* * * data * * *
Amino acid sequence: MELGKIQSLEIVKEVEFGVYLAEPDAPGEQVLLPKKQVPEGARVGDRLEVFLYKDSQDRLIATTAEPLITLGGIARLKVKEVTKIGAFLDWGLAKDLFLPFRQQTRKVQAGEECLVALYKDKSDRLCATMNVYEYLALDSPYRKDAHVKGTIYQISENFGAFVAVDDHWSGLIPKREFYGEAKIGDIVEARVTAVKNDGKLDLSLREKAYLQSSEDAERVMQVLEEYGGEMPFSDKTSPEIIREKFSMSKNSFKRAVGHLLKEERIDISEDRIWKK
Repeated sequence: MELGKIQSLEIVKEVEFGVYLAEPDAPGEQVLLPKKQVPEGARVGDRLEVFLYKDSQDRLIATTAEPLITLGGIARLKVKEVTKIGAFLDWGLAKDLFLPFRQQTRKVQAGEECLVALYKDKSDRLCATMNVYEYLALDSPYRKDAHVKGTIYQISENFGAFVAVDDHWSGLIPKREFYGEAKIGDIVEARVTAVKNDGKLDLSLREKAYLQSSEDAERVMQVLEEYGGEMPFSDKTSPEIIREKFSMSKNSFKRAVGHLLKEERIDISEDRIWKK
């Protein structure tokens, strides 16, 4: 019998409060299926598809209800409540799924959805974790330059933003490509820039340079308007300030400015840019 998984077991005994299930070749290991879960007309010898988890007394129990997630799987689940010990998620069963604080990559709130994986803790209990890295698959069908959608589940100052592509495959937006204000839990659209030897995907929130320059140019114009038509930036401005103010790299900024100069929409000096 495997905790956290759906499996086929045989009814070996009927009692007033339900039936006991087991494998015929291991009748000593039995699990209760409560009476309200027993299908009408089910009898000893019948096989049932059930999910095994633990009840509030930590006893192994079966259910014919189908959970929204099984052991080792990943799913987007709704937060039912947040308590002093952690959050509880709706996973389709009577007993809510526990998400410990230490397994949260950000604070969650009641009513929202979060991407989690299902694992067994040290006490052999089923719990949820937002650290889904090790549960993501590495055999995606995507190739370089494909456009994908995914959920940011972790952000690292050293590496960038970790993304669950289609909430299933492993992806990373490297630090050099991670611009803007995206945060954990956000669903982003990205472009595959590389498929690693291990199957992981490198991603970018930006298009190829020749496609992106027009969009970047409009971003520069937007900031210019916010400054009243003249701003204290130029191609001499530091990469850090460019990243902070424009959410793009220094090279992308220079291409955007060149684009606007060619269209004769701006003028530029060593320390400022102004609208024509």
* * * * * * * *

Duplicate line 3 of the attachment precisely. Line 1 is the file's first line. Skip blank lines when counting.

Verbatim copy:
């Protein structure tokens, strides 16, 4: 019998409060299926598809209800409540799924959805974790330059933003490509820039340079308007300030400015840019 998984077991005994299930070749290991879960007309010898988890007394129990997630799987689940010990998620069963604080990559709130994986803790209990890295698959069908959608589940100052592509495959937006204000839990659209030897995907929130320059140019114009038509930036401005103010790299900024100069929409000096 495997905790956290759906499996086929045989009814070996009927009692007033339900039936006991087991494998015929291991009748000593039995699990209760409560009476309200027993299908009408089910009898000893019948096989049932059930999910095994633990009840509030930590006893192994079966259910014919189908959970929204099984052991080792990943799913987007709704937060039912947040308590002093952690959050509880709706996973389709009577007993809510526990998400410990230490397994949260950000604070969650009641009513929202979060991407989690299902694992067994040290006490052999089923719990949820937002650290889904090790549960993501590495055999995606995507190739370089494909456009994908995914959920940011972790952000690292050293590496960038970790993304669950289609909430299933492993992806990373490297630090050099991670611009803007995206945060954990956000669903982003990205472009595959590389498929690693291990199957992981490198991603970018930006298009190829020749496609992106027009969009970047409009971003520069937007900031210019916010400054009243003249701003204290130029191609001499530091990469850090460019990243902070424009959410793009220094090279992308220079291409955007060149684009606007060619269209004769701006003028530029060593320390400022102004609208024509």